Land: you'll still find plenty of countries where land is comparatively cheap, from Central America to Eastern Europe, but watch out for stamp duty, which can be as much as 10% of sale value, and get local, professional advice on permits and zoning.

Development: developer financing is often interest-free, making investments in new condominium or residential projects very attractive. You'll usually be able to access lower interest rates and can make staggered payments to spread the cost.

Tax implications of buying overseas property

Because American citizens are liable for tax on all worldwide income, and must continue to file returns with the Internal Revenue Service (IRS), there are some tax quirks to observe.

Rental income, whether it's from an overseas property while you're living in the United States, or from property back home while you're an expat, is taxable. US citizens can factor in depreciation on their tax return, as well as the expense of travel between countries, however.

Tax will be due on rental income or any proceeds from a sale of overseas property. Your tax liability will differ depending on whether the property is a primary residence or secondary home, and whether you are a permanent resident overseas or not. If you have lived in an overseas property for at least two of the last five years, any capital gains from sales up to $250,000 can be excluded. If not, gains will be taxed at capital gains rates.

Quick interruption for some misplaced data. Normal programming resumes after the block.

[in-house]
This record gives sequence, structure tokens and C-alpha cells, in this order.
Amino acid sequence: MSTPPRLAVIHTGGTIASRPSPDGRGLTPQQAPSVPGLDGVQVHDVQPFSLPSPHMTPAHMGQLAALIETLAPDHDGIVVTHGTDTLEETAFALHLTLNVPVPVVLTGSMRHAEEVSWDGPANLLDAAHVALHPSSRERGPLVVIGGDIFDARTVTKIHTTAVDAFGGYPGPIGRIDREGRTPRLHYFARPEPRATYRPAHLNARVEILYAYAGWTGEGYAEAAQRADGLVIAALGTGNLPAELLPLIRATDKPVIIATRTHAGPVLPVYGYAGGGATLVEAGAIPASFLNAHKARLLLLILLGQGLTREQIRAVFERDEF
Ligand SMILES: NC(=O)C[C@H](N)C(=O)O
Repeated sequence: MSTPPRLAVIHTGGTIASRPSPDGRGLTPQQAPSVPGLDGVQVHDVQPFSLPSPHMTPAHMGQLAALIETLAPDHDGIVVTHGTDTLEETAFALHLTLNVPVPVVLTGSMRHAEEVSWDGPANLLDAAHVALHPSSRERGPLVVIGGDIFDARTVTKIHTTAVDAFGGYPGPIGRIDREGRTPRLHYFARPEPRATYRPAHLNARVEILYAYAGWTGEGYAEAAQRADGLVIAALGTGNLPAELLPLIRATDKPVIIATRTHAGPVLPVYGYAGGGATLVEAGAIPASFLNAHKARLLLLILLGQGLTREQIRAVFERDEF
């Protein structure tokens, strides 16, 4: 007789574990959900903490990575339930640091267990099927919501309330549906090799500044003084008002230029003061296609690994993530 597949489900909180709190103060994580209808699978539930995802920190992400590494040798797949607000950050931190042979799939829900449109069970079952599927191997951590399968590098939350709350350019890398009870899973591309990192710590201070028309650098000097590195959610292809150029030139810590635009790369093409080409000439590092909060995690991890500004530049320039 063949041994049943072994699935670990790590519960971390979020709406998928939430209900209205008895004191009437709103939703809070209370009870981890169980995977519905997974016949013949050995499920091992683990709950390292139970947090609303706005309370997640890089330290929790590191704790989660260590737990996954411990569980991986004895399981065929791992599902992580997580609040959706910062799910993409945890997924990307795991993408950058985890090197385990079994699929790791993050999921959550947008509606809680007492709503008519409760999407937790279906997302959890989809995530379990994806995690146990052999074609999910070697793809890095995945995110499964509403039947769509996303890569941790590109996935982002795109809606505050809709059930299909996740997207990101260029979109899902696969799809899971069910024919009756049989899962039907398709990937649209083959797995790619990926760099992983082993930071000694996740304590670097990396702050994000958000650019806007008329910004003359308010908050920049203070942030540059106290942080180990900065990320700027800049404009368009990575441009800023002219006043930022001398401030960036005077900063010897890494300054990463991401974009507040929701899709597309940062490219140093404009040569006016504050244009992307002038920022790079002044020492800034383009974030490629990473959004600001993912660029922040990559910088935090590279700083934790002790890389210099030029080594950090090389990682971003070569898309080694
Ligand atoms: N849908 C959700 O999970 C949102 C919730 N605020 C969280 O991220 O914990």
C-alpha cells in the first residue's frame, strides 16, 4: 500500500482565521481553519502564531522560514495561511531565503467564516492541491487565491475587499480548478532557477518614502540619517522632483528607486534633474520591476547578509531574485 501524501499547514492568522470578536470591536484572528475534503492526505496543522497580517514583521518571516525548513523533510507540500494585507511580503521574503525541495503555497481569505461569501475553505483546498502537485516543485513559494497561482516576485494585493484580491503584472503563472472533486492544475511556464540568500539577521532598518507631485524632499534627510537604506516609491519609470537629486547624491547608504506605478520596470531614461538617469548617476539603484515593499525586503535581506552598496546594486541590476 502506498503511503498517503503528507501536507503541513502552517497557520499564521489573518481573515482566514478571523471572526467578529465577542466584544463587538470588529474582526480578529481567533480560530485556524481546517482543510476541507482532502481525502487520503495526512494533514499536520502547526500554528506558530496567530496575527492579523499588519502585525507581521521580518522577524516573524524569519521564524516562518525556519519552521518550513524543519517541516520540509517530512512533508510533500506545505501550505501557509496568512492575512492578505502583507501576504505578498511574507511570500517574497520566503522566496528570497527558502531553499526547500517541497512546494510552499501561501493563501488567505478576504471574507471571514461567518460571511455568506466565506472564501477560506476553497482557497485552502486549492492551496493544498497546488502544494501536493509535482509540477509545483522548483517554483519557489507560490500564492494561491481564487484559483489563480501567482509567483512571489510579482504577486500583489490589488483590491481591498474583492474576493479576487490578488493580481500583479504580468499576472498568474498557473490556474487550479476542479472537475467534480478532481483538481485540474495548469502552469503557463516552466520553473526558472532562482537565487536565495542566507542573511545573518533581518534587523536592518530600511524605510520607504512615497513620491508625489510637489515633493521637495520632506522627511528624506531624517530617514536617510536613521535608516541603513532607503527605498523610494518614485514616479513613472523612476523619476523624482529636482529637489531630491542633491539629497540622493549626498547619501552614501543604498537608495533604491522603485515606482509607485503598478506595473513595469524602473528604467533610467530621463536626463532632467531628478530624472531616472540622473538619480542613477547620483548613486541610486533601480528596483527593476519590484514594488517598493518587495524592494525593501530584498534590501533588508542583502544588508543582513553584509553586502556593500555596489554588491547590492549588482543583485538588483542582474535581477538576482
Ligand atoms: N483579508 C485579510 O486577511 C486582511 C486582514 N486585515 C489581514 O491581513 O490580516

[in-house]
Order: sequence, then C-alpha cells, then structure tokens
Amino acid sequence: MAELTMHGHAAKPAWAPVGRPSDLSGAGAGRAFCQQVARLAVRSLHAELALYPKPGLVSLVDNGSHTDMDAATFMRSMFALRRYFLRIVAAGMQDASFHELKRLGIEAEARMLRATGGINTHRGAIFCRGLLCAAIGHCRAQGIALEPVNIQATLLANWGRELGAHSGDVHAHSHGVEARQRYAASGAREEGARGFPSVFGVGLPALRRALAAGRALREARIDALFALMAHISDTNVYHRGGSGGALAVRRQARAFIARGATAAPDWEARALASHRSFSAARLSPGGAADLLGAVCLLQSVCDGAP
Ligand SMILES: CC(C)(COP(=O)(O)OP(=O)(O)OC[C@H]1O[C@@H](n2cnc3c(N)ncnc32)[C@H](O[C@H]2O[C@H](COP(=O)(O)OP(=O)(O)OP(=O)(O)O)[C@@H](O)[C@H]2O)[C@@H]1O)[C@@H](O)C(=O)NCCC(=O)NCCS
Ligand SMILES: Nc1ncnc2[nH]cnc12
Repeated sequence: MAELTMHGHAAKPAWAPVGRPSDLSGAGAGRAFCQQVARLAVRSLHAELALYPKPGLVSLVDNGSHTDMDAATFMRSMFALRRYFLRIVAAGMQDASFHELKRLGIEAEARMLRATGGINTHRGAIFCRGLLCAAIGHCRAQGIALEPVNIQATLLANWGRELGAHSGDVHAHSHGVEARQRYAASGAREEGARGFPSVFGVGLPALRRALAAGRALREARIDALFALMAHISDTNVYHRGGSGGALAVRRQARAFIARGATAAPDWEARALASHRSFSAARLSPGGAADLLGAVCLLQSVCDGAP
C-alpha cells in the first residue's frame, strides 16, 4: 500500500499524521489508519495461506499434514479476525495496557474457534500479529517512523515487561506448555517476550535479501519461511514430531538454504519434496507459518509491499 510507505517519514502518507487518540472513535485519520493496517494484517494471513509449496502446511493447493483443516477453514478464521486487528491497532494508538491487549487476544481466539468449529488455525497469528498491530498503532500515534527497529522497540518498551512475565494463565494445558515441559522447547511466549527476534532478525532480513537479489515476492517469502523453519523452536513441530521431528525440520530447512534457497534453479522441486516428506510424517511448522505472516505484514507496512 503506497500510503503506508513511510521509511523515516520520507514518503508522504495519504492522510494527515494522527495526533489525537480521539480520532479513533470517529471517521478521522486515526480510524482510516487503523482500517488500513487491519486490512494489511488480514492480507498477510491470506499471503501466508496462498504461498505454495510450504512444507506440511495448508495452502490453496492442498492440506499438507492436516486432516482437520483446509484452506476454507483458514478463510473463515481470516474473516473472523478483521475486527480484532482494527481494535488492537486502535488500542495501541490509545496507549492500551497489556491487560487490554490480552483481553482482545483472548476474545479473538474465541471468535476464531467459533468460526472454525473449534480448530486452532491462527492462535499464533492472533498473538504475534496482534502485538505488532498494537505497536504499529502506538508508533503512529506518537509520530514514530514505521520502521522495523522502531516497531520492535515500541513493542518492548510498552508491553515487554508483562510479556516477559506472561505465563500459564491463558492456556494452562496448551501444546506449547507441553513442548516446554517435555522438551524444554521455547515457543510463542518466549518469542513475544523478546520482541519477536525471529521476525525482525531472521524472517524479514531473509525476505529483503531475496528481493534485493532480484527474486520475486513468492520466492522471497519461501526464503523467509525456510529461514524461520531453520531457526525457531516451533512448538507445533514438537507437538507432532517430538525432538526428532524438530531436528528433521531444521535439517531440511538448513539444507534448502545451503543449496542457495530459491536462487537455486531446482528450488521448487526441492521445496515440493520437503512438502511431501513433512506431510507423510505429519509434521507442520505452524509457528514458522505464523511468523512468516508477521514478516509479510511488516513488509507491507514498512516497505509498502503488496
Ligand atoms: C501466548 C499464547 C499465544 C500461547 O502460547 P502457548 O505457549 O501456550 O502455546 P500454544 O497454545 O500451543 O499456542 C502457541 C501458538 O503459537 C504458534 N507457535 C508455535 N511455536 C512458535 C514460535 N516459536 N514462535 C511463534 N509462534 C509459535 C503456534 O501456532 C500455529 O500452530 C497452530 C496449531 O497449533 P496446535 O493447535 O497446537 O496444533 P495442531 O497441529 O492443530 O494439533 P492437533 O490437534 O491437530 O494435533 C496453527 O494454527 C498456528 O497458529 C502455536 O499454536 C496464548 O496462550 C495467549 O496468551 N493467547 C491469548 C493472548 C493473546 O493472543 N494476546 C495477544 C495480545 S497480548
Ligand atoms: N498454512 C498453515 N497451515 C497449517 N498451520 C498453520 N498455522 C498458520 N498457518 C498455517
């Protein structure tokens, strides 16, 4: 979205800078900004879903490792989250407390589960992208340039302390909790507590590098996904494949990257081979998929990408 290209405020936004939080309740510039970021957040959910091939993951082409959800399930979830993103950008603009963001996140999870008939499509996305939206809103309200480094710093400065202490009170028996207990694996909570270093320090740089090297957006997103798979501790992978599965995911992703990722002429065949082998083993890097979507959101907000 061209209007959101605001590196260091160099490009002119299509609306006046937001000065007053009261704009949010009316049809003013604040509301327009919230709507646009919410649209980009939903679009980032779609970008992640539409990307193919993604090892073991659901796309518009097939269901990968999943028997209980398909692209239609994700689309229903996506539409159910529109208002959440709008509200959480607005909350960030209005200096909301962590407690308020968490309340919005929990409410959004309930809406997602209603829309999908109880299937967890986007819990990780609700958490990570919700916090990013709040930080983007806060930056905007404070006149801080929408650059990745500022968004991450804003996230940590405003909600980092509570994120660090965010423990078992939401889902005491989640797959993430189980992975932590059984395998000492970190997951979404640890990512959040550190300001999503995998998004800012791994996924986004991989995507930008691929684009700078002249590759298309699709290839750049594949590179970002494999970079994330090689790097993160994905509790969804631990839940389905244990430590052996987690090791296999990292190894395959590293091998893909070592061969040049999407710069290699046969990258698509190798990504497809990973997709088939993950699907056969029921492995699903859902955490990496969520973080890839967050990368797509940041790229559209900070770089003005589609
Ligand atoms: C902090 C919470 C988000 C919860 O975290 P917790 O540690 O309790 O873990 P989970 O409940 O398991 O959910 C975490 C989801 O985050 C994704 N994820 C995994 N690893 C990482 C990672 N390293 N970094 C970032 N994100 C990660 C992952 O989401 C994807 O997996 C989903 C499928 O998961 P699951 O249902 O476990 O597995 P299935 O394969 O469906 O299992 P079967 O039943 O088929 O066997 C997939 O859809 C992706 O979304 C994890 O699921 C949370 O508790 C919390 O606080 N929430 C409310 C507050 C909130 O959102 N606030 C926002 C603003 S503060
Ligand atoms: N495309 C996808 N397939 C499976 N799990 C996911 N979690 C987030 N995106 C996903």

Once you are living permanently overseas, your tax liability will transfer to your country of residence. You will still have to file an annual report with the IRS but will not be subject to double taxation thanks to Foreign Earned Income Exclusion (FEIE).

The quirks of international tax are nuanced and you should use a professional and licensed tax adviser to understand your own circumstances. If you do need to pay tax abroad, CurrencyFair is generally up to eight times cheaper than the banks for international money transfers.

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Main international mortgage providers

As a general rule, US banks do not generally offer international mortgages to American citizens. Those that do typically cover selected countries only. The following are some of the best-known providers but are presented without any notion of endorsement: